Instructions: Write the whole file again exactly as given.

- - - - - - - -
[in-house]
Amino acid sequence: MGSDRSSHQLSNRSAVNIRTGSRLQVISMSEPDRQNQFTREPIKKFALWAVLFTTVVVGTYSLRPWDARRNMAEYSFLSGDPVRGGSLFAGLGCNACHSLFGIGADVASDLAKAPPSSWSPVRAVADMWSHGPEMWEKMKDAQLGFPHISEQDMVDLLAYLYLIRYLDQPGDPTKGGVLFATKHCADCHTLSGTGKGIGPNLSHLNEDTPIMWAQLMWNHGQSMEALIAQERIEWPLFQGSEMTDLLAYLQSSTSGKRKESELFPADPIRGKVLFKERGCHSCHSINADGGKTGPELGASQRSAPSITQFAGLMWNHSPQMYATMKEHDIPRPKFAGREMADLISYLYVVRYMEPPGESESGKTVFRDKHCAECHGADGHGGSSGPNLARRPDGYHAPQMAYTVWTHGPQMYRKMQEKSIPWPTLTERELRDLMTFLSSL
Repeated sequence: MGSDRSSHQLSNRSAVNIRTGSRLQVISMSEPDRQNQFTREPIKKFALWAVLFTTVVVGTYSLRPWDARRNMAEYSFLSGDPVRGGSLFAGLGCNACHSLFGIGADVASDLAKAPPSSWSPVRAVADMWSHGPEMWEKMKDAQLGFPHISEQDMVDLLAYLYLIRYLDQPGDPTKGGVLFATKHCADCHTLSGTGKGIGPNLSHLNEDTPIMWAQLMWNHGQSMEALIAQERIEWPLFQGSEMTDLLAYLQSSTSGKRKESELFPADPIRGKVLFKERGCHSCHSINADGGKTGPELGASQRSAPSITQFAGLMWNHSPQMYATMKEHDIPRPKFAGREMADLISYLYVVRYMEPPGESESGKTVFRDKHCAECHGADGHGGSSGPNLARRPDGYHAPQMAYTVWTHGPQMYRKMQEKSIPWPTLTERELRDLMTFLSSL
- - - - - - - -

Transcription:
[in-house]
Amino acid sequence: MGSDRSSHQLSNRSAVNIRTGSRLQVISMSEPDRQNQFTREPIKKFALWAVLFTTVVVGTYSLRPWDARRNMAEYSFLSGDPVRGGSLFAGLGCNACHSLFGIGADVASDLAKAPPSSWSPVRAVADMWSHGPEMWEKMKDAQLGFPHISEQDMVDLLAYLYLIRYLDQPGDPTKGGVLFATKHCADCHTLSGTGKGIGPNLSHLNEDTPIMWAQLMWNHGQSMEALIAQERIEWPLFQGSEMTDLLAYLQSSTSGKRKESELFPADPIRGKVLFKERGCHSCHSINADGGKTGPELGASQRSAPSITQFAGLMWNHSPQMYATMKEHDIPRPKFAGREMADLISYLYVVRYMEPPGESESGKTVFRDKHCAECHGADGHGGSSGPNLARRPDGYHAPQMAYTVWTHGPQMYRKMQEKSIPWPTLTERELRDLMTFLSSL
Repeated sequence: MGSDRSSHQLSNRSAVNIRTGSRLQVISMSEPDRQNQFTREPIKKFALWAVLFTTVVVGTYSLRPWDARRNMAEYSFLSGDPVRGGSLFAGLGCNACHSLFGIGADVASDLAKAPPSSWSPVRAVADMWSHGPEMWEKMKDAQLGFPHISEQDMVDLLAYLYLIRYLDQPGDPTKGGVLFATKHCADCHTLSGTGKGIGPNLSHLNEDTPIMWAQLMWNHGQSMEALIAQERIEWPLFQGSEMTDLLAYLQSSTSGKRKESELFPADPIRGKVLFKERGCHSCHSINADGGKTGPELGASQRSAPSITQFAGLMWNHSPQMYATMKEHDIPRPKFAGREMADLISYLYVVRYMEPPGESESGKTVFRDKHCAECHGADGHGGSSGPNLARRPDGYHAPQMAYTVWTHGPQMYRKMQEKSIPWPTLTERELRDLMTFLSSL